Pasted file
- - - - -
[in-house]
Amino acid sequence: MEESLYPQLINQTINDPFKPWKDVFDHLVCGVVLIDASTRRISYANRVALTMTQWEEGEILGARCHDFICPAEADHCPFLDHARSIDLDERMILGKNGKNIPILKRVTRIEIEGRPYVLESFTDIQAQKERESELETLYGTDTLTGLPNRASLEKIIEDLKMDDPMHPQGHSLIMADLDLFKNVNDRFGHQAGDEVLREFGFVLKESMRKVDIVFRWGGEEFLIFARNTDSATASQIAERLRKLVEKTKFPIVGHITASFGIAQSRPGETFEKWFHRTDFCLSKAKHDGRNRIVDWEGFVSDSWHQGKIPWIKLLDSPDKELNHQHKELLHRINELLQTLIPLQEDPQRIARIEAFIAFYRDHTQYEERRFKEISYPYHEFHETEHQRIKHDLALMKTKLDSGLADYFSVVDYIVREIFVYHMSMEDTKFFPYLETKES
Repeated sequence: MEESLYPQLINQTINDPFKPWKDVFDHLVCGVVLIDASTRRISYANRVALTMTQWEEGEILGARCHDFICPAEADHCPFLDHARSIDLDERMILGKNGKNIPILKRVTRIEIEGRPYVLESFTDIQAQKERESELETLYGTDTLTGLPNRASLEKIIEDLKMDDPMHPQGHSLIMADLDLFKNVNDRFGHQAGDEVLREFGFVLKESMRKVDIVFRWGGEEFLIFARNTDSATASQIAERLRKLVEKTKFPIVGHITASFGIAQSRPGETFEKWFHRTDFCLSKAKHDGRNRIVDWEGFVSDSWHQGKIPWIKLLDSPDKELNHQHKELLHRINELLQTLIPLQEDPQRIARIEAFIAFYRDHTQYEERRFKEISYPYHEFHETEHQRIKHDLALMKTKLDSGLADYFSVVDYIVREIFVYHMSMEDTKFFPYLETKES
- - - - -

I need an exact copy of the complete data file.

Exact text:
[in-house]
Amino acid sequence: MEESLYPQLINQTINDPFKPWKDVFDHLVCGVVLIDASTRRISYANRVALTMTQWEEGEILGARCHDFICPAEADHCPFLDHARSIDLDERMILGKNGKNIPILKRVTRIEIEGRPYVLESFTDIQAQKERESELETLYGTDTLTGLPNRASLEKIIEDLKMDDPMHPQGHSLIMADLDLFKNVNDRFGHQAGDEVLREFGFVLKESMRKVDIVFRWGGEEFLIFARNTDSATASQIAERLRKLVEKTKFPIVGHITASFGIAQSRPGETFEKWFHRTDFCLSKAKHDGRNRIVDWEGFVSDSWHQGKIPWIKLLDSPDKELNHQHKELLHRINELLQTLIPLQEDPQRIARIEAFIAFYRDHTQYEERRFKEISYPYHEFHETEHQRIKHDLALMKTKLDSGLADYFSVVDYIVREIFVYHMSMEDTKFFPYLETKES
Repeated sequence: MEESLYPQLINQTINDPFKPWKDVFDHLVCGVVLIDASTRRISYANRVALTMTQWEEGEILGARCHDFICPAEADHCPFLDHARSIDLDERMILGKNGKNIPILKRVTRIEIEGRPYVLESFTDIQAQKERESELETLYGTDTLTGLPNRASLEKIIEDLKMDDPMHPQGHSLIMADLDLFKNVNDRFGHQAGDEVLREFGFVLKESMRKVDIVFRWGGEEFLIFARNTDSATASQIAERLRKLVEKTKFPIVGHITASFGIAQSRPGETFEKWFHRTDFCLSKAKHDGRNRIVDWEGFVSDSWHQGKIPWIKLLDSPDKELNHQHKELLHRINELLQTLIPLQEDPQRIARIEAFIAFYRDHTQYEERRFKEISYPYHEFHETEHQRIKHDLALMKTKLDSGLADYFSVVDYIVREIFVYHMSMEDTKFFPYLETKES